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Bookshelf Diaries

For novelist Esi Edugyan, an ocean-view home serves as a library and office

In 2018, Esi Edugyan won her second Scotiabank Giller Prize for her historical novel Washington Black. At once a thrilling adventure tale in the best 19th-century tradition and a moving portrait of a young black slave on the verge of freedom, it confirmed Edugyan as one of Canada’s most exciting novelists.

Like her previous Giller winner, 2011’s Half-Blood Blues, it was also a finalist for the international Man Booker Prize. Not only that, former U.S. president Barack Obama named it one of his favourite books last year.

Edugyan wrote her tempestuous novel in the tranquil surroundings of her ocean-view home outside Victoria, B.C. The three-storey house, which she shares with her husband, poet and novelist Steven Price, and their two young children, is a readers’ paradise.

On the ground floor is a guest room/library devoted to their collection of more than 5,000 books.

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“People walk into the room and some are horrified, they think it’s a waste of space,” says the soft-spoken Edugyan, laughing. “But for me it’s such a pleasure to walk through a space that’s just filled with books.”

Price is the family librarian who keeps the room organized, with separate sections for fiction, poetry, literary criticism – all alphabetized. And the collection continues to grow.

We already have more books than we could ever hope to finish in a lifetime, and still almost every weekend, we leave the bookstores with more. — Esi Edugyan on her ever-growing home library

“We already have more books than we could ever hope to finish in a lifetime, and still almost every weekend, we leave the bookstores with more,” Edugyan says. “It’s a compulsion, really. But it gives us joy.”

Recently, she picked up a copy of Irish author Edna O’Brien’s classic 1960s trilogy, The Country Girls, prompted by Edugyan’s appearance at the West Cork Literary Festival this summer. “I’d never been to Ireland before,” she says. “It made me realize I hadn’t read those books, even though they’re obviously part of the Irish canon, so I’ll do that shortly.”

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Edugyan does most of her reading during her workday, between 9:30 a.m. and 3 p.m. “I read in my home office,” she says, “or if the weather cooperates, sometimes out on the balcony, in the sunshine.” Her office includes a bookshelf devoted only to her work notebooks and the research material she’s reading for her latest novel. “That’s all I want in my office,” she says. “It allows me to concentrate.”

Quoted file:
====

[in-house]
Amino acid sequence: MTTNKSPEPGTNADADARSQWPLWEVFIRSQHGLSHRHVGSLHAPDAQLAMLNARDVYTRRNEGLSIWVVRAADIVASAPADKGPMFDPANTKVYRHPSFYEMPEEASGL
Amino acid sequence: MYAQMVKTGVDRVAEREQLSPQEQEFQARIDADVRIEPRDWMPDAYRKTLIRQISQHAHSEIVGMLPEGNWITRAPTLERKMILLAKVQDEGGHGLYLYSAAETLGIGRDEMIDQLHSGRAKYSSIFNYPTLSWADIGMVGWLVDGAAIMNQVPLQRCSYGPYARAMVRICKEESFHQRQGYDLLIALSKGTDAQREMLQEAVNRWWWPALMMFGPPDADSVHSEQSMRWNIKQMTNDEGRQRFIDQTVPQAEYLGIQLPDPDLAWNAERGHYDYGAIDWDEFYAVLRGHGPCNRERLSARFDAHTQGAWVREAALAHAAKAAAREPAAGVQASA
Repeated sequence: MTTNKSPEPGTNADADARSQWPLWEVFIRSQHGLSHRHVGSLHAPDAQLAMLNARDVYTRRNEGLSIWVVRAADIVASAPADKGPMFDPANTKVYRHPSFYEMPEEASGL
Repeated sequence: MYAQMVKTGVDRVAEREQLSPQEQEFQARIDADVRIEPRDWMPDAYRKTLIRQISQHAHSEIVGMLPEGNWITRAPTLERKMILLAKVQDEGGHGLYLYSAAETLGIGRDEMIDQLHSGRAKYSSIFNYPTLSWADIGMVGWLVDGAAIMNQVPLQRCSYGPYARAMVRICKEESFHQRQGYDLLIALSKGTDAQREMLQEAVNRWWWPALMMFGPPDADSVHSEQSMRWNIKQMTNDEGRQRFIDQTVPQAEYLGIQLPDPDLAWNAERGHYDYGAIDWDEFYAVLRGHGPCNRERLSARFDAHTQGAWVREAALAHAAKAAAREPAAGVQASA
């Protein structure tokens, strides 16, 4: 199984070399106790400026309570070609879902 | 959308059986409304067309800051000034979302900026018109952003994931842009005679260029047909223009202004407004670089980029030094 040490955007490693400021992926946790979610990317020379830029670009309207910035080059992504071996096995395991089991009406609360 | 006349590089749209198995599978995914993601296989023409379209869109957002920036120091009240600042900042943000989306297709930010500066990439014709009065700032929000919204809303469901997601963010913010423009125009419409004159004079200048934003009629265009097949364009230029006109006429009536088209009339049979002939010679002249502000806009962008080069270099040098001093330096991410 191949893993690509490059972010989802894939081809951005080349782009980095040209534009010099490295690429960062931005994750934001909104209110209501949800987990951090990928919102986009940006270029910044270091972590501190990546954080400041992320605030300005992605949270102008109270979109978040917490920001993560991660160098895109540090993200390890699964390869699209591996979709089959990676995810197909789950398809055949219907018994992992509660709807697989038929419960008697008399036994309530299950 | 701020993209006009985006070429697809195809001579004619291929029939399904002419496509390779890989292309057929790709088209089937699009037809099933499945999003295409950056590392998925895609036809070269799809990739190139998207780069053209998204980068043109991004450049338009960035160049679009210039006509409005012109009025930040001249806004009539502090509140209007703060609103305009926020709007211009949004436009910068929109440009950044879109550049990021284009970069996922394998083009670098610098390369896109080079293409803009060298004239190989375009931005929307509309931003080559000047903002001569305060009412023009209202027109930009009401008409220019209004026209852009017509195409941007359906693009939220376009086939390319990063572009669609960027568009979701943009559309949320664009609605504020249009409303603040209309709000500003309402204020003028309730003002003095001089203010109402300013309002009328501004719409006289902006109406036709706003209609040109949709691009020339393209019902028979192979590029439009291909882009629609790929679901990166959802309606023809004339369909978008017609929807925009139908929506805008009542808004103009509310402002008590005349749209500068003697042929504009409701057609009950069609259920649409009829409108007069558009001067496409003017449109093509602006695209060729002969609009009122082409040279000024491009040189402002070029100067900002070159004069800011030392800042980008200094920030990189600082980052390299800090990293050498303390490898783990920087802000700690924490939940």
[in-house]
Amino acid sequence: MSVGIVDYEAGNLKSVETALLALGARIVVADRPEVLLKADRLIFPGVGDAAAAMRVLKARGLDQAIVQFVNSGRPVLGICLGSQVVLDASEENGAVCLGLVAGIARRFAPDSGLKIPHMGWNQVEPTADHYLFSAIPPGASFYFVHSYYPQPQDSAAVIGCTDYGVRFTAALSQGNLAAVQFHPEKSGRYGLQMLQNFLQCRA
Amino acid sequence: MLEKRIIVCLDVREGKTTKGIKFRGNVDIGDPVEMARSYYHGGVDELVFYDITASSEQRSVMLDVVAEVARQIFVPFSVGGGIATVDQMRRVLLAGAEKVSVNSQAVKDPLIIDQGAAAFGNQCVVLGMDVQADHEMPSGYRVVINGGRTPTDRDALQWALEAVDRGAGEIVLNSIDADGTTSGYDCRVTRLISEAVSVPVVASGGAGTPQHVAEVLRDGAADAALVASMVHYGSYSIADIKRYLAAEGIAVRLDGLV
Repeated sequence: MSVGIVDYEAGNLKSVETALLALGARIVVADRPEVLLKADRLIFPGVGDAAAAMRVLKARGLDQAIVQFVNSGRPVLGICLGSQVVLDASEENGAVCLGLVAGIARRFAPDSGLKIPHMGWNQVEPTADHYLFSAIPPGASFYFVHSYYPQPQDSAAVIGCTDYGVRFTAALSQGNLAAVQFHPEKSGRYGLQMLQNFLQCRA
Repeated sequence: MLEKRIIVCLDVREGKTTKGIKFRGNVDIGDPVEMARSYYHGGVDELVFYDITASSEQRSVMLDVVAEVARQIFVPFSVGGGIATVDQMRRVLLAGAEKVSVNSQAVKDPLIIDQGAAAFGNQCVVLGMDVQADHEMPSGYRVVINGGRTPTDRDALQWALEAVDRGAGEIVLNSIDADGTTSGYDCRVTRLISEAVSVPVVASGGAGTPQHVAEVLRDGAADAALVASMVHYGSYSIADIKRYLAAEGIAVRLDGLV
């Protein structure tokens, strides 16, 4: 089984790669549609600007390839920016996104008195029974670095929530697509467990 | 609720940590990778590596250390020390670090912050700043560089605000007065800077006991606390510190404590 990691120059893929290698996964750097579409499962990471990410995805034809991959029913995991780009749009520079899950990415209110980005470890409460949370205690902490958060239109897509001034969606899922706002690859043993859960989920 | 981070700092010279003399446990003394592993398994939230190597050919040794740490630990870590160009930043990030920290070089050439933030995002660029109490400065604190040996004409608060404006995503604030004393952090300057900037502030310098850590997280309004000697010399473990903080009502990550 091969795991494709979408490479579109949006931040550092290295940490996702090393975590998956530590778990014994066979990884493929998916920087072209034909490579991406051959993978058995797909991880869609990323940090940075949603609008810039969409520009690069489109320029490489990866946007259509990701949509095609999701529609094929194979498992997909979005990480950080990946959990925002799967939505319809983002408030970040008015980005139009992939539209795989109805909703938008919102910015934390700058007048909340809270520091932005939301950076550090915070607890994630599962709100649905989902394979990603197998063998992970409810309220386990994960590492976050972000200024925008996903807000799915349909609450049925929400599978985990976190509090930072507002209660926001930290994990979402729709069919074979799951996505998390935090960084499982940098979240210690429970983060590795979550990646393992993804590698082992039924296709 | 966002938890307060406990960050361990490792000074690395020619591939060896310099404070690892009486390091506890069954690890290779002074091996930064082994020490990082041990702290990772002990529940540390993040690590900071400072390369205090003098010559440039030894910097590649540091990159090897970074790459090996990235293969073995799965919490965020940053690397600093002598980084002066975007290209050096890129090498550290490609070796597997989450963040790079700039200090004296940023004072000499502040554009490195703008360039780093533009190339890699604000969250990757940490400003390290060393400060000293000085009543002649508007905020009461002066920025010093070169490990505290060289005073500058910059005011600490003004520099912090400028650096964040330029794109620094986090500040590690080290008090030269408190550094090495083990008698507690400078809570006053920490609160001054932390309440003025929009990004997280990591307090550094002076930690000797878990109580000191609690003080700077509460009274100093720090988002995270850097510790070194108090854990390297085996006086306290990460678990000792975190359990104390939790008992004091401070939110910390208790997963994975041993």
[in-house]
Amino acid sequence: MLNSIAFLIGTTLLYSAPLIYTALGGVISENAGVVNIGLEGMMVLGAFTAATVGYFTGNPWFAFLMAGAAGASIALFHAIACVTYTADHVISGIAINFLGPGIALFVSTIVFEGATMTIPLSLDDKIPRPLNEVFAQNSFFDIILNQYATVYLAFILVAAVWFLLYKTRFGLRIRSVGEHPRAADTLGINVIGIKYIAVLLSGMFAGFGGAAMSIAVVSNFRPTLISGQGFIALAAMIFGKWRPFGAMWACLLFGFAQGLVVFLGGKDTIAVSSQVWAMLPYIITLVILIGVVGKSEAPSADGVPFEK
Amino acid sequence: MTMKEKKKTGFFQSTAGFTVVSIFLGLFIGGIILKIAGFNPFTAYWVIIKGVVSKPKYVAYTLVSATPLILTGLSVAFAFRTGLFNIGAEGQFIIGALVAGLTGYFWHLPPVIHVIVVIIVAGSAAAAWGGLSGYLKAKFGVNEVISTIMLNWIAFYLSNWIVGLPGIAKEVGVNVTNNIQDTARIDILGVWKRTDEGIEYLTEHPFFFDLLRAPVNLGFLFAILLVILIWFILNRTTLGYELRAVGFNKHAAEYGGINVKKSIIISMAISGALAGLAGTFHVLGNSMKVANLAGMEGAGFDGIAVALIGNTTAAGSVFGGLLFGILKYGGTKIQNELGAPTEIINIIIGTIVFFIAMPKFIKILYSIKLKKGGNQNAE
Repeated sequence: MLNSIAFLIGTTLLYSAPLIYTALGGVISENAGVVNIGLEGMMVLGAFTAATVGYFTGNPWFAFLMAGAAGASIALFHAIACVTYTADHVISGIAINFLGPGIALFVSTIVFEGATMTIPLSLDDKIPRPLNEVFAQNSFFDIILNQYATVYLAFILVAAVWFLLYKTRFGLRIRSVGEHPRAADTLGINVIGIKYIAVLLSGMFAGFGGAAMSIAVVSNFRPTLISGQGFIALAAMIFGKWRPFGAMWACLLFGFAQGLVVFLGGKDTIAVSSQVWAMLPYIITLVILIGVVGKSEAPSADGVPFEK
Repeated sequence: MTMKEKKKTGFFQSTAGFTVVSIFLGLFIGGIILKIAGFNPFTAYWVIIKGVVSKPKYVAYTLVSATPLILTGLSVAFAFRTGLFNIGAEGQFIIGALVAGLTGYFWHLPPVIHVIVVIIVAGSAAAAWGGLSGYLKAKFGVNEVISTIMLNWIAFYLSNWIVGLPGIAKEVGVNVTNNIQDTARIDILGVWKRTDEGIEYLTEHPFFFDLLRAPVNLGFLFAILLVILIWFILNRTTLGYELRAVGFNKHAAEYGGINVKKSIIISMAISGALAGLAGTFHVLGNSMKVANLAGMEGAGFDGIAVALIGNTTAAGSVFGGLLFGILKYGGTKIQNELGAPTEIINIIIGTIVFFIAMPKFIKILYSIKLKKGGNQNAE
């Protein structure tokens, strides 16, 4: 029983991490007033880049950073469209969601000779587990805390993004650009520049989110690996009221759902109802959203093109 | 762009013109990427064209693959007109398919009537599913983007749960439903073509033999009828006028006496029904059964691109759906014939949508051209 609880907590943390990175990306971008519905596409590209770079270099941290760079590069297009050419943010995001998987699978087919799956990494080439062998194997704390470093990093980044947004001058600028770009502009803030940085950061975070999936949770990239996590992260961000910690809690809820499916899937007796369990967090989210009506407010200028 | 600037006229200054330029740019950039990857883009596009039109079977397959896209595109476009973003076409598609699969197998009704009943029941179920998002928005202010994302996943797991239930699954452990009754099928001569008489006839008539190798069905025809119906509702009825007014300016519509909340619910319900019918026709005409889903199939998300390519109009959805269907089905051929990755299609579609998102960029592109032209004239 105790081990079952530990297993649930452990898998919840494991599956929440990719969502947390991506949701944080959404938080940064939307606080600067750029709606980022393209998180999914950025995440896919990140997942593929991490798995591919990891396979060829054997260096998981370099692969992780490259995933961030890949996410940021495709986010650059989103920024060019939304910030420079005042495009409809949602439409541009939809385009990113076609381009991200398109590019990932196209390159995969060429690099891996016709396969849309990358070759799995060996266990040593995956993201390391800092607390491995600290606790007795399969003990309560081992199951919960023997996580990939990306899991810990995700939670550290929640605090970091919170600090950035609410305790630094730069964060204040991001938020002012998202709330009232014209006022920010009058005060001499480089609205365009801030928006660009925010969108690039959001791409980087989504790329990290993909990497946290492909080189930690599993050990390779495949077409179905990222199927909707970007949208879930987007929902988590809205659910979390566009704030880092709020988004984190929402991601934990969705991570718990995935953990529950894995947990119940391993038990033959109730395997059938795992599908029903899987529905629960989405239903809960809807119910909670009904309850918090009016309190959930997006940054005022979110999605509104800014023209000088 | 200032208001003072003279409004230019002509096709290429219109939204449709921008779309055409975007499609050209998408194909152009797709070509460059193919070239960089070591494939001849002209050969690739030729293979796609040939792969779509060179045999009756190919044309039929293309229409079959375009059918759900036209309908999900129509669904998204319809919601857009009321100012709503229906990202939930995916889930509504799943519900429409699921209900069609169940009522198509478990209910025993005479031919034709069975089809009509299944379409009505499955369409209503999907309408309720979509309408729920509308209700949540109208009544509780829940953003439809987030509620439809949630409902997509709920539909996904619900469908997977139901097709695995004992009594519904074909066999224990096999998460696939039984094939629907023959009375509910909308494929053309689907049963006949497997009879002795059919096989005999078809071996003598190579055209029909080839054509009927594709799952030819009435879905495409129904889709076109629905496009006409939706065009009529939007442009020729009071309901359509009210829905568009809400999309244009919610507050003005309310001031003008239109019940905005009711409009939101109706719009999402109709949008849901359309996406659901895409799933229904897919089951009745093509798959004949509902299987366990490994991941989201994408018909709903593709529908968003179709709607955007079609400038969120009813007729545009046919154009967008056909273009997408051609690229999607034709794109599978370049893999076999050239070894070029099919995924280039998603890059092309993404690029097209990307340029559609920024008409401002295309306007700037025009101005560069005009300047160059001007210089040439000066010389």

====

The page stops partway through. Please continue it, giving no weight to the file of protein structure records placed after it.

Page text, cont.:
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When not reading for work, Edugyan always has a list of books she can’t wait to dig into. Among the new releases she’s eagerly awaiting is the latest from another Irish novelist, Kevin Barry’s Night Boat to Tangier, and Giller finalist Marina Endicott’s new seagoing historical novel, The Difference. “There’s also a whole lot of non-fiction that I’m curious about as well,” she says. It includes Nobody’s Looking at You, the forthcoming essay collection by The New Yorker’s Janet Malcolm. “What a writer!” Edugyan enthuses. “She’s so fiercely intelligent. I just love her work.”

Edugyan, who grew up in Calgary, the child of Ghanaian immigrants, caught the reading bug early. “Every Saturday, my father used to take us to the library,” she recalls. “We were allowed to take out whatever we wanted, and we’d come away with a big stack.”

She credits the classics with igniting her desire to be a writer: George Eliot’s Middlemarch, Thomas Mann’s Buddenbrooks, Marguerite Duras’ The Lover, Toni Morrison’s Beloved and the fiction of the late Nobel Prize winner V.S. Naipaul – especially The Mimic Men and A Bend in the River.

Then there’s her love affair with the Russians, notably Tolstoy and Dostoevsky. “I used to read Dostoevsky’s Crime and Punishment every fall in my twenties,” she confesses. “It was something I had to do, I got something new out of it every time. That book was hugely formative. He hits all the notes: it’s funny, but of course it’s also terribly tragic and absurd.”

This fall, Edugyan will be hosting the second round of The Globe and Mail’s Book Club, following its successful launch this past spring with Margaret Atwood. The club allows a prominent Canadian writer to spotlight a work by a fellow author. (Atwood chose Barbara Gowdy’s The White Bone.) Edugyan isn’t permitted to reveal her book choice yet. “All I can say is that it took me a long time to choose it – I gave it a lot of careful consideration,” she teases. “I’m looking forward to discussing it.”

CREDITS: Photography by MELISSA RENWICK; Editing by KIRAN RANA; Creative direction by MONICA BIALOBRZESKI; Art direction, design and development by JEANINE BRITO

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The Globe's editorial department was not involved in its creation.

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